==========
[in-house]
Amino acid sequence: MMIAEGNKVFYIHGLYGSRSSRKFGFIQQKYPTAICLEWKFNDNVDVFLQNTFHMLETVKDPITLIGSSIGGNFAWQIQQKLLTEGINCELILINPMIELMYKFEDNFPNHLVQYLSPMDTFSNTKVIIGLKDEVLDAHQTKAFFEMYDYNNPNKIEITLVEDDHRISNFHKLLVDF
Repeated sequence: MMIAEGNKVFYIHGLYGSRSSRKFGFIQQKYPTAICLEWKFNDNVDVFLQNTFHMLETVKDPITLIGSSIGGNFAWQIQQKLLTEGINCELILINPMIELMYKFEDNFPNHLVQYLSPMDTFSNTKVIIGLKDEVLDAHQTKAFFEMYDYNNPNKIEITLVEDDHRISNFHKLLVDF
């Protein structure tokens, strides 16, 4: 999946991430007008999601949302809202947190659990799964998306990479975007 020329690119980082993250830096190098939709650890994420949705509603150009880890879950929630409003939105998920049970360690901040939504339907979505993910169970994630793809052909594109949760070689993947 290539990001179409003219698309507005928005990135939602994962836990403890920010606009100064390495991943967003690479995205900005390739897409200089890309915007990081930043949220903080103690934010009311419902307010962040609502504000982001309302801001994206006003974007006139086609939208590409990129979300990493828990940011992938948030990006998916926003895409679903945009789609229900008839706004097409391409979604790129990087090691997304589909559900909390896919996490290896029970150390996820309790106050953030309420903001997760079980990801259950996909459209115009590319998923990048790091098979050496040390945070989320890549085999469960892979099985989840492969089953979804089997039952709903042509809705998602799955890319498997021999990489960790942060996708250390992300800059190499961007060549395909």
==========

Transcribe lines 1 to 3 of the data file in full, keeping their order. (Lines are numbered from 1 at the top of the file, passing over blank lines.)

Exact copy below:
[in-house]
Amino acid sequence: MMIAEGNKVFYIHGLYGSRSSRKFGFIQQKYPTAICLEWKFNDNVDVFLQNTFHMLETVKDPITLIGSSIGGNFAWQIQQKLLTEGINCELILINPMIELMYKFEDNFPNHLVQYLSPMDTFSNTKVIIGLKDEVLDAHQTKAFFEMYDYNNPNKIEITLVEDDHRISNFHKLLVDF
Repeated sequence: MMIAEGNKVFYIHGLYGSRSSRKFGFIQQKYPTAICLEWKFNDNVDVFLQNTFHMLETVKDPITLIGSSIGGNFAWQIQQKLLTEGINCELILINPMIELMYKFEDNFPNHLVQYLSPMDTFSNTKVIIGLKDEVLDAHQTKAFFEMYDYNNPNKIEITLVEDDHRISNFHKLLVDF